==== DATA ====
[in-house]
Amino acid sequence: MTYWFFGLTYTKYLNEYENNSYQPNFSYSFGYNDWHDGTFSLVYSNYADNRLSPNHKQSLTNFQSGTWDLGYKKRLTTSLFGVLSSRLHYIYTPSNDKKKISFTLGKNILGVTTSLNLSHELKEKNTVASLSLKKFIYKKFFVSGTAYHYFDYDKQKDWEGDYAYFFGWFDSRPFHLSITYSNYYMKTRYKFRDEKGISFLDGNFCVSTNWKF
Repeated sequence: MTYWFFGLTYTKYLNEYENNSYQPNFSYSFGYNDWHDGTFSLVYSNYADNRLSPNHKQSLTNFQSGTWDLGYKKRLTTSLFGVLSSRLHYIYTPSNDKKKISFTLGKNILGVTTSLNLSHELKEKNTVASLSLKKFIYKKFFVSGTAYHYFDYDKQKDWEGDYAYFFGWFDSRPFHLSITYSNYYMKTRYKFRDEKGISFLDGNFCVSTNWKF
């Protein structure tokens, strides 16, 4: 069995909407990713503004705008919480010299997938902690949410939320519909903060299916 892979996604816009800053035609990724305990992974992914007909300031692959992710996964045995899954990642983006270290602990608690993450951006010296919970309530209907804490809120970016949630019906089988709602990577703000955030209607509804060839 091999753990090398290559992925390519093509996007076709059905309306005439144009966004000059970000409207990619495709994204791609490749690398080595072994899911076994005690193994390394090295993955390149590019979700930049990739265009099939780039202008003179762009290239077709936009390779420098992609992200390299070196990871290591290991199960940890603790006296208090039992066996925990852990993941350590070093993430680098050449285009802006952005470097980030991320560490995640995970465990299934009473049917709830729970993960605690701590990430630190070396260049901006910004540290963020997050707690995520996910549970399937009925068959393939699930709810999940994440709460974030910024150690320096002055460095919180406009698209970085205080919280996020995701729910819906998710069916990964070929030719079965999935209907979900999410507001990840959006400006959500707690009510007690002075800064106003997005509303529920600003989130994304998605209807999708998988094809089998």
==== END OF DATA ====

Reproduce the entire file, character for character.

[in-house]
Amino acid sequence: MTYWFFGLTYTKYLNEYENNSYQPNFSYSFGYNDWHDGTFSLVYSNYADNRLSPNHKQSLTNFQSGTWDLGYKKRLTTSLFGVLSSRLHYIYTPSNDKKKISFTLGKNILGVTTSLNLSHELKEKNTVASLSLKKFIYKKFFVSGTAYHYFDYDKQKDWEGDYAYFFGWFDSRPFHLSITYSNYYMKTRYKFRDEKGISFLDGNFCVSTNWKF
Repeated sequence: MTYWFFGLTYTKYLNEYENNSYQPNFSYSFGYNDWHDGTFSLVYSNYADNRLSPNHKQSLTNFQSGTWDLGYKKRLTTSLFGVLSSRLHYIYTPSNDKKKISFTLGKNILGVTTSLNLSHELKEKNTVASLSLKKFIYKKFFVSGTAYHYFDYDKQKDWEGDYAYFFGWFDSRPFHLSITYSNYYMKTRYKFRDEKGISFLDGNFCVSTNWKF
């Protein structure tokens, strides 16, 4: 069995909407990713503004705008919480010299997938902690949410939320519909903060299916 892979996604816009800053035609990724305990992974992914007909300031692959992710996964045995899954990642983006270290602990608690993450951006010296919970309530209907804490809120970016949630019906089988709602990577703000955030209607509804060839 091999753990090398290559992925390519093509996007076709059905309306005439144009966004000059970000409207990619495709994204791609490749690398080595072994899911076994005690193994390394090295993955390149590019979700930049990739265009099939780039202008003179762009290239077709936009390779420098992609992200390299070196990871290591290991199960940890603790006296208090039992066996925990852990993941350590070093993430680098050449285009802006952005470097980030991320560490995640995970465990299934009473049917709830729970993960605690701590990430630190070396260049901006910004540290963020997050707690995520996910549970399937009925068959393939699930709810999940994440709460974030910024150690320096002055460095919180406009698209970085205080919280996020995701729910819906998710069916990964070929030719079965999935209907979900999410507001990840959006400006959500707690009510007690002075800064106003997005509303529920600003989130994304998605209807999708998988094809089998």